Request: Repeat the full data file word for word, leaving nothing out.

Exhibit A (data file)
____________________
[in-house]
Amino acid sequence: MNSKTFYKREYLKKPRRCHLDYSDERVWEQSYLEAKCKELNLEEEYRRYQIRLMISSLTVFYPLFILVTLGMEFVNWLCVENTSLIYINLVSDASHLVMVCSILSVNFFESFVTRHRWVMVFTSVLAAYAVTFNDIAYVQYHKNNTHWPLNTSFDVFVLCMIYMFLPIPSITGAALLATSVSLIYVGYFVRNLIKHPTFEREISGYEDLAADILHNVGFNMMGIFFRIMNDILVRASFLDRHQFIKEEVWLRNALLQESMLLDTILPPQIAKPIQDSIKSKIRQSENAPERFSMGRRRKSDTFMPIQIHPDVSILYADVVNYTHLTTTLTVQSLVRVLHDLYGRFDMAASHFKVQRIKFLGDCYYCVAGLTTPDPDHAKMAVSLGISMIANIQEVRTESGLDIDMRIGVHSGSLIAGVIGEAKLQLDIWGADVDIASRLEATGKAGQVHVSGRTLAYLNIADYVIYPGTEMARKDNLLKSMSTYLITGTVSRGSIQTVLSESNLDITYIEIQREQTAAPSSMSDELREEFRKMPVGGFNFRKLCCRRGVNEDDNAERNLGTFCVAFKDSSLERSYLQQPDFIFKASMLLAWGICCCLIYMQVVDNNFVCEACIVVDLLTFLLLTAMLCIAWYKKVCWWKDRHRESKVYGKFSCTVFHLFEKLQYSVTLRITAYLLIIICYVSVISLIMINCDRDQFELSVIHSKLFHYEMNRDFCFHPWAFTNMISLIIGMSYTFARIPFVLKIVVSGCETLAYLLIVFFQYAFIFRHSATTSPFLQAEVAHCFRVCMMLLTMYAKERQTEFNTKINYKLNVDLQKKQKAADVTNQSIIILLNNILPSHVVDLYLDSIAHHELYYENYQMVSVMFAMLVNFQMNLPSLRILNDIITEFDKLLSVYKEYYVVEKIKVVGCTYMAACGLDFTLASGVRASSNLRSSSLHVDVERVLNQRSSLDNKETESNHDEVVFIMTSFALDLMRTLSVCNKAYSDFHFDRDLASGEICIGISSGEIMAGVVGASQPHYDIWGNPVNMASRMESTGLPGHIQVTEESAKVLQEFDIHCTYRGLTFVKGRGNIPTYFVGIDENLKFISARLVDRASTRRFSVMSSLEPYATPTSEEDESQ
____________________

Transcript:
[in-house]
Amino acid sequence: MNSKTFYKREYLKKPRRCHLDYSDERVWEQSYLEAKCKELNLEEEYRRYQIRLMISSLTVFYPLFILVTLGMEFVNWLCVENTSLIYINLVSDASHLVMVCSILSVNFFESFVTRHRWVMVFTSVLAAYAVTFNDIAYVQYHKNNTHWPLNTSFDVFVLCMIYMFLPIPSITGAALLATSVSLIYVGYFVRNLIKHPTFEREISGYEDLAADILHNVGFNMMGIFFRIMNDILVRASFLDRHQFIKEEVWLRNALLQESMLLDTILPPQIAKPIQDSIKSKIRQSENAPERFSMGRRRKSDTFMPIQIHPDVSILYADVVNYTHLTTTLTVQSLVRVLHDLYGRFDMAASHFKVQRIKFLGDCYYCVAGLTTPDPDHAKMAVSLGISMIANIQEVRTESGLDIDMRIGVHSGSLIAGVIGEAKLQLDIWGADVDIASRLEATGKAGQVHVSGRTLAYLNIADYVIYPGTEMARKDNLLKSMSTYLITGTVSRGSIQTVLSESNLDITYIEIQREQTAAPSSMSDELREEFRKMPVGGFNFRKLCCRRGVNEDDNAERNLGTFCVAFKDSSLERSYLQQPDFIFKASMLLAWGICCCLIYMQVVDNNFVCEACIVVDLLTFLLLTAMLCIAWYKKVCWWKDRHRESKVYGKFSCTVFHLFEKLQYSVTLRITAYLLIIICYVSVISLIMINCDRDQFELSVIHSKLFHYEMNRDFCFHPWAFTNMISLIIGMSYTFARIPFVLKIVVSGCETLAYLLIVFFQYAFIFRHSATTSPFLQAEVAHCFRVCMMLLTMYAKERQTEFNTKINYKLNVDLQKKQKAADVTNQSIIILLNNILPSHVVDLYLDSIAHHELYYENYQMVSVMFAMLVNFQMNLPSLRILNDIITEFDKLLSVYKEYYVVEKIKVVGCTYMAACGLDFTLASGVRASSNLRSSSLHVDVERVLNQRSSLDNKETESNHDEVVFIMTSFALDLMRTLSVCNKAYSDFHFDRDLASGEICIGISSGEIMAGVVGASQPHYDIWGNPVNMASRMESTGLPGHIQVTEESAKVLQEFDIHCTYRGLTFVKGRGNIPTYFVGIDENLKFISARLVDRASTRRFSVMSSLEPYATPTSEEDESQ